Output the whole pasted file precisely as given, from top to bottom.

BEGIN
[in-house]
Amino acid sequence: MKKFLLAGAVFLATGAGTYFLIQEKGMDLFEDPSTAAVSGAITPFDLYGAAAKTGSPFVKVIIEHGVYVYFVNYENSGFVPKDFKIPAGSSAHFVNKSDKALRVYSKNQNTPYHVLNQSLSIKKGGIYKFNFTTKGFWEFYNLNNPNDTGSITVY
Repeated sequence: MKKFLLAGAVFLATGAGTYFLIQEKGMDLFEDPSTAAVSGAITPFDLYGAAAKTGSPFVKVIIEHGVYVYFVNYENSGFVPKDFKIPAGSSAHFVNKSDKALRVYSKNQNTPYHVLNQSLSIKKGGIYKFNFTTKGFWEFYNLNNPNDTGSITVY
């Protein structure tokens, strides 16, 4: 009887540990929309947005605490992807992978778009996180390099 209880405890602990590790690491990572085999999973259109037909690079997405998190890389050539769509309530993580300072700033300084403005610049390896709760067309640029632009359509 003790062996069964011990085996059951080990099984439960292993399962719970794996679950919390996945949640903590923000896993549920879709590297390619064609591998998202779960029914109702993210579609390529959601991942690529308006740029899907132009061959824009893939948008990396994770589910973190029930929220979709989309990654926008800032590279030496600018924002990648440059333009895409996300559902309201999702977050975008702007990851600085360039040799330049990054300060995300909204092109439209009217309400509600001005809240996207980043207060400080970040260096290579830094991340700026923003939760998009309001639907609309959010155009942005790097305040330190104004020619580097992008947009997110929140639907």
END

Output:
[in-house]
Amino acid sequence: MKKFLLAGAVFLATGAGTYFLIQEKGMDLFEDPSTAAVSGAITPFDLYGAAAKTGSPFVKVIIEHGVYVYFVNYENSGFVPKDFKIPAGSSAHFVNKSDKALRVYSKNQNTPYHVLNQSLSIKKGGIYKFNFTTKGFWEFYNLNNPNDTGSITVY
Repeated sequence: MKKFLLAGAVFLATGAGTYFLIQEKGMDLFEDPSTAAVSGAITPFDLYGAAAKTGSPFVKVIIEHGVYVYFVNYENSGFVPKDFKIPAGSSAHFVNKSDKALRVYSKNQNTPYHVLNQSLSIKKGGIYKFNFTTKGFWEFYNLNNPNDTGSITVY
């Protein structure tokens, strides 16, 4: 009887540990929309947005605490992807992978778009996180390099 209880405890602990590790690491990572085999999973259109037909690079997405998190890389050539769509309530993580300072700033300084403005610049390896709760067309640029632009359509 003790062996069964011990085996059951080990099984439960292993399962719970794996679950919390996945949640903590923000896993549920879709590297390619064609591998998202779960029914109702993210579609390529959601991942690529308006740029899907132009061959824009893939948008990396994770589910973190029930929220979709989309990654926008800032590279030496600018924002990648440059333009895409996300559902309201999702977050975008702007990851600085360039040799330049990054300060995300909204092109439209009217309400509600001005809240996207980043207060400080970040260096290579830094991340700026923003939760998009309001639907609309959010155009942005790097305040330190104004020619580097992008947009997110929140639907």